One interesting design feature of a number of F1 and IndyCars of the 1970s was the use of the upper arm as the rocker for the damper. This kept the dampers hidden under the bodywork and out of the airflow. It did require a very strong, boxed upper arm though.
Once again a 161 ci turbo Offy powers the McLaren. Most cars in this day were either running the modern Ford/Cosworth V8s, or the ancient Offy, an antiquated engine saved by the advent of turbocharging (the fact that the Offy had no head gasket or head bolts meant the block could handle insane amounts of boost). 1972 was also the first year bolt-on wings were allowed. The effect was massive: Bobby Unser’s pole speed obliterated the 1971 record by a full 17 MPH!
As much as I love AJ Foyt, my favorite driver has to be Rick Mears. A former off-road racer he famously said he never drove the same lap twice, always adapting and adjusting as the car and track changed. Originally Penske hired Rick to fill in for Mario Andretti as the Italian/American competed in Formula 1. Rick so impressed Roger that Mears replaced Gary Bettenhausen in 1978. In 1979, Rick brought home his first of four Indy 500 wins, as well as the very first CART championship in this Penske PC6.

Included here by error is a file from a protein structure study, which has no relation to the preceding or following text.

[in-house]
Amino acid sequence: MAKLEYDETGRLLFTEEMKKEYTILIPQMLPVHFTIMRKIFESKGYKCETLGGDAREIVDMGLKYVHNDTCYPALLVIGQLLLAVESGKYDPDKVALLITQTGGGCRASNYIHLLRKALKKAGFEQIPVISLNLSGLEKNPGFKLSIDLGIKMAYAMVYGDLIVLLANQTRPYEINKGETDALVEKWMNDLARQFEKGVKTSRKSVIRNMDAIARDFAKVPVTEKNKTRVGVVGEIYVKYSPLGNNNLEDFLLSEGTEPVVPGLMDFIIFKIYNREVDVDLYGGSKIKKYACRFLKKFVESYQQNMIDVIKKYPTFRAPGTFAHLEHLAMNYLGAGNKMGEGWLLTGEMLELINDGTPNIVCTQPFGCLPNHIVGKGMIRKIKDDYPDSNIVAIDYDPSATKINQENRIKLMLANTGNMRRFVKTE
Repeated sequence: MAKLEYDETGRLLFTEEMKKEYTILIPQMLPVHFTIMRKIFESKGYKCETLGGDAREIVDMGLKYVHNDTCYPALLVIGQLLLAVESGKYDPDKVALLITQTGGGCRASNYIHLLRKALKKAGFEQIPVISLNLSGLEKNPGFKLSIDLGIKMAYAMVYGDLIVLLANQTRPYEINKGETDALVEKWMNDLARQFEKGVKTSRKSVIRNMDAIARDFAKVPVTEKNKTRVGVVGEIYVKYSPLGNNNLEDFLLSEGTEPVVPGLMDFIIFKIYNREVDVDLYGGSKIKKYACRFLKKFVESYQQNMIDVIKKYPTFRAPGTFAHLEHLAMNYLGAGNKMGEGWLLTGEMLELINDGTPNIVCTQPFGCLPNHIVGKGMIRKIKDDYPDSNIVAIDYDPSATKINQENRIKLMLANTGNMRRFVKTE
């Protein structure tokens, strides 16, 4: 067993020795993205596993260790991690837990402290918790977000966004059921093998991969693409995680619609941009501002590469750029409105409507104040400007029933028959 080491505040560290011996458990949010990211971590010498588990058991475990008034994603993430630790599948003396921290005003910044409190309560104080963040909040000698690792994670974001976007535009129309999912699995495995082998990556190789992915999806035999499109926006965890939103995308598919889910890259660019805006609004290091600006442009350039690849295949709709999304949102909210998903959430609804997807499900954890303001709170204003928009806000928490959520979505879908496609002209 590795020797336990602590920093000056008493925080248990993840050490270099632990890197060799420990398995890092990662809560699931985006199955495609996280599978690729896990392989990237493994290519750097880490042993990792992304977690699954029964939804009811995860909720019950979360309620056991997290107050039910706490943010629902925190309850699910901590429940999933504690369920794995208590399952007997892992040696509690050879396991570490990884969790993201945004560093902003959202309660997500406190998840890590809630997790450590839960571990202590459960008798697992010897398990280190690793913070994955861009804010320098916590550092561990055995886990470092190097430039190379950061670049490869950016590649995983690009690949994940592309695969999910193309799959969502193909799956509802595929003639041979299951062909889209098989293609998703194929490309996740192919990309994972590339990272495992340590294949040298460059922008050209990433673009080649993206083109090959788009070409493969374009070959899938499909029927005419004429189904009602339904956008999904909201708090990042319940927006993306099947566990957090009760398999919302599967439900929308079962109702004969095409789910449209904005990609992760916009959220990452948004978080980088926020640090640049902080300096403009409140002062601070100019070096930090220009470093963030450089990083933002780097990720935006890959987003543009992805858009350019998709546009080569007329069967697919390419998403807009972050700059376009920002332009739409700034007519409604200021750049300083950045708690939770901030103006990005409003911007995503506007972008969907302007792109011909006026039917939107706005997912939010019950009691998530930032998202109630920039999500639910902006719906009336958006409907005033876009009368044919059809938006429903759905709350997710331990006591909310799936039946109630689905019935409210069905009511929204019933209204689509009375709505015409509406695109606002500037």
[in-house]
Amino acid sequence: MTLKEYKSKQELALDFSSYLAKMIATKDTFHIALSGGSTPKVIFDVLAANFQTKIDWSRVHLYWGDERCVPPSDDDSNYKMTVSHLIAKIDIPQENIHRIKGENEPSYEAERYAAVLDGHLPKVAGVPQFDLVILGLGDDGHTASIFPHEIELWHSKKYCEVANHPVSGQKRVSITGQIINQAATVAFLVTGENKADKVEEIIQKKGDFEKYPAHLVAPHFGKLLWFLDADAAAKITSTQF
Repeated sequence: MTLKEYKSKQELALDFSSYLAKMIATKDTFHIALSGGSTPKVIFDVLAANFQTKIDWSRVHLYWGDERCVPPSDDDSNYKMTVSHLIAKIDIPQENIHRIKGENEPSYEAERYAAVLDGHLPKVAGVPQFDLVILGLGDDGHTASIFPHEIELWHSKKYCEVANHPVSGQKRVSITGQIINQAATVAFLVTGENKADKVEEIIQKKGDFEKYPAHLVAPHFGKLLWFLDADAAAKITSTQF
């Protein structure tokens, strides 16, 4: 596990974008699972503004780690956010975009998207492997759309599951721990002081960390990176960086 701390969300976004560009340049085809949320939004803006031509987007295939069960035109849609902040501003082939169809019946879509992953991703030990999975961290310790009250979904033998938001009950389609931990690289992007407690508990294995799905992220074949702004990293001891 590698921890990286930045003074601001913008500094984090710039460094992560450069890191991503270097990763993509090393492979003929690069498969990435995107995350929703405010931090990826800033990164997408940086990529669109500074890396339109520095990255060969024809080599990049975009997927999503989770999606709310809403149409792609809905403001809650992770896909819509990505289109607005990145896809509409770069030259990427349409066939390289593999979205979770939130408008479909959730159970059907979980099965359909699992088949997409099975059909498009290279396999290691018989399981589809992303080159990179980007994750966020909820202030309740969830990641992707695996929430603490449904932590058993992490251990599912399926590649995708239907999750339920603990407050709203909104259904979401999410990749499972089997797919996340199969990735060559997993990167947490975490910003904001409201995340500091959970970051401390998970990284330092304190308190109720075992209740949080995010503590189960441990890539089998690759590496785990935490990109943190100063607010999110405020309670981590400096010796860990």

The PC line is Penske’s own in-house designed car, built and designed in Poole, England. The PC6 was only Penske’s second IndyCar (PCs 1 through 4 were all F1 cars), built with knowledge gained in Formula 1. Like all chassis of its day, it was an aluminum monocoque with fiberglass bodywork. Aero and suspension is not dissimilar to the McLaren M16B, though the wings themselves are smaller and more efficient.
The engine is not the Offy, but rather a Cosworth DFX. The DFX is based off the all conquering DFV that Cosworth built for Formula 1. The two engines are very similar, the big difference being the displacement: 2.65L instead of the 3.0L F1 mandated. Internal changes also prepared the DFX for the big turbocharger hung off the back and the methanol fuel mechanically injected into the cylinders. The DFX would utterly dominate IndyCar between 1976 and 1987. Not only did this particular PC6 win the 1979 500, but Tom Sneva had already driven it to the USAC Champ Car crown in 1978 (or what we would know today as the Verizon IndyCar Series championship).
In the late 70s, IndyCar designers had a vague idea of what ground effects were and how they worked, but it wasn’t until 1980 when Johnny Rutherford obliterated the field with the Chaparral 2K that ground effects were taken seriously in CART. The 1981 PC9B shows just how far car design had come in two short years. Note the huge sidepods that are completely filled with tunnels for maximum downforce. Because of the added downforce of the tunnels, wings shrank to reduce drag. This would be the year the 200 MPH barrier would be broken at Indy.